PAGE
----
Asongu (2014)

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Advertising Architectural Publishing of books, periodicals and other publishing Programming and broadcasting Computer programming Computer consultancy Creative, arts and entertainment Cultural education

Film and motion pictures Sound recording and music publishing Photographic activities PR and communication Software publishing (including video games) Specialised design Television programmes Translation and interpretation

1. Relationship between protection (subject matter/term/scope) and supply/economic development/growth/welfare 2. Relationship between creative process and protection - what motivates creators (e.g. attribution; control; remuneration; time allocation)? 3. Harmony of interest assumption between authors and publishers (creators and producers/investors) 4. Effects of protection on industry structure (e.g. oligopolies; competition; economics of superstars; business models; technology adoption) 5. Understanding consumption/use (e.g. determinants of unlawful behaviour; user-generated content; social media)

A. Nature and Scope of exclusive rights (hyperlinking/browsing; reproduction right) B. Exceptions (distinguish innovation and public policy purposes; open-ended/closed list; commercial/non-commercial distinction) C. Mass digitisation/orphan works (non-use; extended collective licensing) D. Licensing and Business models (collecting societies; meta data; exchanges/hubs; windowing; crossborder availability) E. Fair remuneration (levies; copyright contracts) F. Enforcement (quantifying infringement; criminal sanctions; intermediary liability; graduated response; litigation and court data; commercial/non-commercial distinction; education and awareness)

Source Details

Asongu (2014)
Title: Software piracy, inequality and the poor: evidence from Africa
Author(s): Simplice Asongu
Year: 2012
Citation: Simplice Asongu, (2014) "Software piracy, inequality and the poor: evidence from Africa", Journal of Economic Studies, Vol. 41 Issue: 4, pp.526-553, available under: https://doi.org/10.1108/JES-10-2012-0141.
Link(s): Definitive
Key Related Studies:
Discipline:
Linked by:
About the Data
Data Description: Asongu relies mainly on two sets of data:
Data Type: Secondary data
Secondary Data Sources:
Data Collection Methods:
Data Analysis Methods:
Industry(ies):
Country(ies):
Cross Country Study?: Yes
Comparative Study?: No
Literature review?: No
Government or policy study?: No
Time Period(s) of Collection:
  • 2009-2011
Funder(s):

Abstract

  • Purpose – Poverty and inequality undoubtedly remain substantial challenges to economic and human developments amid growing emphasis on intellectual property rights (IPRs) (with recent advances in information and communication technology (ICTs)) and good governance. In the first empirical study on the incidence of piracy on inequality in Africa, the purpose of this paper is to examine how a plethora of factors (IPRs laws, education and ICTs and government quality) are instrumental in the piracy-inequality nexus.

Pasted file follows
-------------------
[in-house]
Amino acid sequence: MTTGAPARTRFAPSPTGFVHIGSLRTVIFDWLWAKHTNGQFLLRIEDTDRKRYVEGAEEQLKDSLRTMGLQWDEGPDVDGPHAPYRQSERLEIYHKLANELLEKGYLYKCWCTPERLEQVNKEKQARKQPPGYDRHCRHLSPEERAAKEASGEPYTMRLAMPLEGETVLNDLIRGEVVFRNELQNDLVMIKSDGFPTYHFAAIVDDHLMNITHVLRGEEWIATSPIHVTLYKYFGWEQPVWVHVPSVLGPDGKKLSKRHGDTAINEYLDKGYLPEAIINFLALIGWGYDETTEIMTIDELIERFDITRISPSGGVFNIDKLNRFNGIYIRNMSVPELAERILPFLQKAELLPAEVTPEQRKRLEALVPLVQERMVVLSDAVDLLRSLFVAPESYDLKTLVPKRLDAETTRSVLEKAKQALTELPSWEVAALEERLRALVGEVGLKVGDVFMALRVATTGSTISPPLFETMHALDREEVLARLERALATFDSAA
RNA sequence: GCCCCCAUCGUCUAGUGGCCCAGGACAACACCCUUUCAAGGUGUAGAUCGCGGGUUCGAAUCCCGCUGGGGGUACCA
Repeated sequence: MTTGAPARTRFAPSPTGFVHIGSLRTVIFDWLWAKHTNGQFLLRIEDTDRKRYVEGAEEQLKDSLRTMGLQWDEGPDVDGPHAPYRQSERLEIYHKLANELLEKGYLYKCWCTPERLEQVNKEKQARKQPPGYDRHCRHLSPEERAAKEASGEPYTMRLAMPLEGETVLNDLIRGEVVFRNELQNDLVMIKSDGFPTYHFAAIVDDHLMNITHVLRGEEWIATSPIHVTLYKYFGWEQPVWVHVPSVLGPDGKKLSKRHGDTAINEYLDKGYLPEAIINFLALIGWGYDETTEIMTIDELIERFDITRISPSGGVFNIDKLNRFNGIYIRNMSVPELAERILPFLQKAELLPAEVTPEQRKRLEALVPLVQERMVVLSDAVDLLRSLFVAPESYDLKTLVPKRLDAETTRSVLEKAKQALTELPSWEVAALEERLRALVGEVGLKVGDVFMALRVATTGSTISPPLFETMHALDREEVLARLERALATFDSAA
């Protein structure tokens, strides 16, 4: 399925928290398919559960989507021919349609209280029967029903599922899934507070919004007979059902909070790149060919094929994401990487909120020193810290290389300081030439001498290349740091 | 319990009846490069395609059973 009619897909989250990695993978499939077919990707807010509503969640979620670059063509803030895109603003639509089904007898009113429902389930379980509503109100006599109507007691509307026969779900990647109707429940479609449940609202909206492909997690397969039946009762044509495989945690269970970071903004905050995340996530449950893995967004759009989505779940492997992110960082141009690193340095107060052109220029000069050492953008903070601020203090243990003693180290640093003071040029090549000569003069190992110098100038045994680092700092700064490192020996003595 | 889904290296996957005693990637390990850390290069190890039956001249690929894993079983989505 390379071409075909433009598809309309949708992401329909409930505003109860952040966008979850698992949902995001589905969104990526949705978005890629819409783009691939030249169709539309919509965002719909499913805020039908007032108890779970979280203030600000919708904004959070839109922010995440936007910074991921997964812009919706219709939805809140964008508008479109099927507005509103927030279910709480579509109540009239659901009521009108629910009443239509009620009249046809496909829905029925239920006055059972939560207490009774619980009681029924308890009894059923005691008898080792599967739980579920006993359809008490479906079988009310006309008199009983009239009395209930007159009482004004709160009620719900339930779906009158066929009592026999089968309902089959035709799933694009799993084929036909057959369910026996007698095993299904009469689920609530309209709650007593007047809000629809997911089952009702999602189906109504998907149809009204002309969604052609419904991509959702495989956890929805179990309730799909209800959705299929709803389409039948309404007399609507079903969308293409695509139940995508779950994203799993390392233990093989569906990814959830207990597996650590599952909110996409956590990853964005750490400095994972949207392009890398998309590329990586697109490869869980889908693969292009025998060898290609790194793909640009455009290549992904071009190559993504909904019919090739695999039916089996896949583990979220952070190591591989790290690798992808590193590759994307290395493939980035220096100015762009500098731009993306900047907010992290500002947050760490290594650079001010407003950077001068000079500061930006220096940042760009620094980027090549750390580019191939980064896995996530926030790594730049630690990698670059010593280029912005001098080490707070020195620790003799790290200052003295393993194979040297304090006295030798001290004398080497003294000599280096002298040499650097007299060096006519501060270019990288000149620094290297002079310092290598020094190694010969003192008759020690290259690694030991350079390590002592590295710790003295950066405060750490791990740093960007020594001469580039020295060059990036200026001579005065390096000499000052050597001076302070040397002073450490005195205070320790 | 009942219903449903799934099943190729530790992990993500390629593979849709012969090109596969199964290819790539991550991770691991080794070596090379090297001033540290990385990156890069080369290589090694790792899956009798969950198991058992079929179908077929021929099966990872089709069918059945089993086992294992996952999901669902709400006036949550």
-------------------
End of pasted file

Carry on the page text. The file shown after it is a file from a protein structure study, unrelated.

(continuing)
• Design/methodology/approach – Two-stage least squares estimation approaches are applied in which piracy is instrumented with IPRs regimes (treaties), education and ICTs and government quality dynamics.

Main Results of the Study

  • Software piracy is good for the poor as it has a positive income-redistributive effect; consistent with economic and cultural considerations from recent literature. ICTs and education (dissemination of knowledge) are instrumental in this positive redistributive effect, while good governance mitigates inequality beyond the piracy channel.

Policy Implications as Stated By Author

  • As a policy implication, in the adoption IPRs, sampled countries should take account of the role less stringent IPRs regimes play on income-redistribution through software piracy. Collateral benefits include among others, the cheap dissemination of knowledge through ICTs which African countries badly need in their quest to become “knowledge economies.” A caveat is that, too much piracy may decrease incentives to innovate. Hence, the need to adopt tighter IPRs regimes in tandem with increasing income-equality.



Coverage of Study

Coverage of Fundamental Issues
Issue Included within Study
Relationship between protection (subject matter/term/scope) and supply/economic development/growth/welfare
Relationship between creative process and protection - what motivates creators (e.g. attribution; control; remuneration; time allocation)?
Harmony of interest assumption between authors and publishers (creators and producers/investors)
Effects of protection on industry structure (e.g. oligopolies; competition; economics of superstars; business models; technology adoption)
Understanding consumption/use (e.g. determinants of unlawful behaviour; user-generated content; social media)
Green-tick.png
Coverage of Evidence Based Policies
Issue Included within Study
Nature and Scope of exclusive rights (hyperlinking/browsing; reproduction right)
Exceptions (distinguish innovation and public policy purposes; open-ended/closed list; commercial/non-commercial distinction)
Mass digitisation/orphan works (non-use; extended collective licensing)
Licensing and Business models (collecting societies; meta data; exchanges/hubs; windowing; crossborder availability)
Fair remuneration (levies; copyright contracts)
Enforcement (quantifying infringement; criminal sanctions; intermediary liability; graduated response; litigation and court data; commercial/non-commercial distinction; education and awareness)
Green-tick.png

Datasets